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I have applied for over 125 jobs since February when I learned I passed my CPC. Nobody wants to hire me without medical office experience though I have 30 years of regular office and customer service experience. I can't even get a medical receptionist job because apparently medical receptionists know how to answer the phones better? This is terminal and I will maintain my certification but have to look elsewhere for a job. I have a family to provide for! I applied for a patient transporter for goodness sake and BET I won't qualify for that either because why? I don't know how to walk through a hospital corridor?!!! So irritated!
The job hunt is frustrating for sure. Took me a whole year from the time I knew I was done working for a company, to the time I actually started my new job. Way prior to that, I just graduated from college, but nobody wanted me. I finally applied to an entry level as a Patient Registrar at my local hospital and finally got a job there. Not the dream job at all, but the first stepping stone at least.

How are your applications? Is your resume fine tuned? Have you practiced your interviews? Do you have someone who can give you constructive tips/help on how to ace each part of the process? Your situation is no fun for sure, however once you start getting experience, it gets easier. Keep applying, and do your best to nail that first job!
 
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I have passed my exam December 2018 and currently working in a hospital but; can't get a job without having three or more years experience. So frustrating and my certification ends Oct.2020 and have CEU's that I need to have and everything is so costly.
 

Elsie16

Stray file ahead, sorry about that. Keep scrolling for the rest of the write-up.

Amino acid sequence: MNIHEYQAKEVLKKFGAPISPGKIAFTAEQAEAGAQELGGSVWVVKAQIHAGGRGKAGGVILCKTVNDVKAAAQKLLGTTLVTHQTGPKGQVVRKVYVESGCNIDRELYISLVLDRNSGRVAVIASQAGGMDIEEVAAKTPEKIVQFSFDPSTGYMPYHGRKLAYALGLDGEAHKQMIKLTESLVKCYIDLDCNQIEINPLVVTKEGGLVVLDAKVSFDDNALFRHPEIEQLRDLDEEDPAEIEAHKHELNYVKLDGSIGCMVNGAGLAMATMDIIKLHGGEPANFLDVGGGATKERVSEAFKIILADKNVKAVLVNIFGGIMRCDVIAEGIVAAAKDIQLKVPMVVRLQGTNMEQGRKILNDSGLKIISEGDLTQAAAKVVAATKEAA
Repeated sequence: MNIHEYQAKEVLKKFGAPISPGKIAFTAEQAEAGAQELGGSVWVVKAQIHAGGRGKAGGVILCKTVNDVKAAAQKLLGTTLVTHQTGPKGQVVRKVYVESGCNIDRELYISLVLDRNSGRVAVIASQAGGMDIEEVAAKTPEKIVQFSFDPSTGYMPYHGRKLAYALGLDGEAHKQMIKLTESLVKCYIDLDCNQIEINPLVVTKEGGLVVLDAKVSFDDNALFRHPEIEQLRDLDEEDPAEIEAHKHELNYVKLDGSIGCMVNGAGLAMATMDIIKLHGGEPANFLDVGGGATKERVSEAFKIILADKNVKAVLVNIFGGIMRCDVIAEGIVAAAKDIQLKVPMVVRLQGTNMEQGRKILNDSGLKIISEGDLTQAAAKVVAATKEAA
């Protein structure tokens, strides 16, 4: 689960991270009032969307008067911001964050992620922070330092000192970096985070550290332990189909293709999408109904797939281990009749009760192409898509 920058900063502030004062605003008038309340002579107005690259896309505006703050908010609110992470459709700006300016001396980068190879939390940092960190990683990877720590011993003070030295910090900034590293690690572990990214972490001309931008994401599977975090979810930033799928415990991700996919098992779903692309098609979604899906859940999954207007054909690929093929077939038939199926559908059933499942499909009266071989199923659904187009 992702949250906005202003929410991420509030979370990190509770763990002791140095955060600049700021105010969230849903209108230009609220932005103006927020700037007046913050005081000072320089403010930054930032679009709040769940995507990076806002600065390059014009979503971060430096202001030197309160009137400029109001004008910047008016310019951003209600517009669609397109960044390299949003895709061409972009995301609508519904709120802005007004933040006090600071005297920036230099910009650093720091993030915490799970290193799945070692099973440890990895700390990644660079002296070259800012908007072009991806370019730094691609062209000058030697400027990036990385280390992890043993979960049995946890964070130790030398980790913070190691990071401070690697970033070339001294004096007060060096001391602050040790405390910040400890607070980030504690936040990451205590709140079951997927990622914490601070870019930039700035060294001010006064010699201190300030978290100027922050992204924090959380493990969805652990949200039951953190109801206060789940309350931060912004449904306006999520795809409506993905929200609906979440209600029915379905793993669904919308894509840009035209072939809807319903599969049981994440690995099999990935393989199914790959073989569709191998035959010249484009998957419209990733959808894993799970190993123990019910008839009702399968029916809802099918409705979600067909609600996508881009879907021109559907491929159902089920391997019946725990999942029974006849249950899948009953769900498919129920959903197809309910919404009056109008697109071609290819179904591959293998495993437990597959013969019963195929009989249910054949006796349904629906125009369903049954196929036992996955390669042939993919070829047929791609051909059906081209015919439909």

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I’ve had my CPC since 2017 and I’ve yet to actually work as a coder for the reason being that a lot of companies want experienced coders. I’ve kept up with my CEU’s and always kept my certification current however I’m having 2nd thoughts of renewing this year in April as I feel like I’m going to waste my time again.
Any similar experiences? What can I do? I really don’t want to give it up but the coding employment doesn’t look promising for me :(
I know 3 years seems like a long time, but really it’s not. In any industry, it’s very difficult to get your foot in the door. Employers want experience, but won’t give you a shot to get in the experience they need. It’s a very typical cycle. I’ve held my CPC since 2010, and had an indirect path to that first open door. However I did find it and have been working in the same place as a coder for several years. I love my job and the people I work with. I know it feels like things will never change right now, but trust me, you’ll find your niche.

Giving up your certification is the worst thing you could do. You worked hard to achieve it, and we all know that exam is far from easy. Stay the course, keep your certification current. Even if you ultimately choose another career, it never hurts to have options for the future.

Good luck and don't lose hope. Keep applying, be diligent, call HR to follow up. Make sure they know how eager you are to work there. It will happen!
 
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Elsie16